1.1 Fees

The schedule of fees can be found on the University website.  Fees are payable on initial registration and at the beginning of each academic year or semester thereafter. All fees are subject to annual revision, and the revised fees will apply to all students. Failure to pay fees on matriculation may lead to discontinuation of studies.

1.2 Periods of study

Please see the policy on Length of Study and Associated Fees for Postgraduate Research Students (PDF, 251 KB).

1.3 Co-Tutelle (Joint PhD Programmes) 

The University may collaborate with other universities to register postgraduate research students under a co-tutelle (joint degree) agreement when this is strategically justified. This agreement facilitates joint supervision and awards to be formally recognised. A co-tutelle arrangement should only be proposed when all parties involved are confident that the partner institutions share appropriately high academic standards and quality assurance.

A formal co-tutelle agreement must be in place before the student matriculates for the first time. The rules that govern a co-tutelle or joint PhD programme (in terms of selection, admission, supervision, progress and review arrangements, training, assessment, etc.) must be negotiated between the institutions prior to signing the co-tutelle agreement, so that the minimum requirements of both can be met.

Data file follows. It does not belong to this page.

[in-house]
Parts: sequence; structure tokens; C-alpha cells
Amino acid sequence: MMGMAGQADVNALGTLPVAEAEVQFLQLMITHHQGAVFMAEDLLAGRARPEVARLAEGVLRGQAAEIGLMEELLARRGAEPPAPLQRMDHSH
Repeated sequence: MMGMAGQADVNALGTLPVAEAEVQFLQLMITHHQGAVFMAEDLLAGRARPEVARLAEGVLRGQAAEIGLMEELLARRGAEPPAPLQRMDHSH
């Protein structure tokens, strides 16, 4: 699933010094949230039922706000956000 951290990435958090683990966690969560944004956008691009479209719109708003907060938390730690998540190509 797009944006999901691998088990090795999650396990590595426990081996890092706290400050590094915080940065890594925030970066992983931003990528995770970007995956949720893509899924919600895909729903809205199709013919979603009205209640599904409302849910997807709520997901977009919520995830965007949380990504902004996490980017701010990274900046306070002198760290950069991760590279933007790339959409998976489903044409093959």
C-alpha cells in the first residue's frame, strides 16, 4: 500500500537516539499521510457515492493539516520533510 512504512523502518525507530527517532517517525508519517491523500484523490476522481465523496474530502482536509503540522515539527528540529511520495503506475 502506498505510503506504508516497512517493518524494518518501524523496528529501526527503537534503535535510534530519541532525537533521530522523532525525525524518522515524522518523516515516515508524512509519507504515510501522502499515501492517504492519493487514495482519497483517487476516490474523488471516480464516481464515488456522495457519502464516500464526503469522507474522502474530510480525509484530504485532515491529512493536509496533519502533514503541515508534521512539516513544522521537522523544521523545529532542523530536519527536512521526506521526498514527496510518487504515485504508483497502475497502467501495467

Where St Andrews is the lead institution our internal postgraduate research policies and procedures should be followed. Any exceptions to normal University policies may be approved by the Dean, but only where there is good reason and there are assurances that the standard of the PhD and the quality of the student experience will not be compromised.

Where St Andrews is not the lead institution, the following minimum progression and examination arrangements must be met: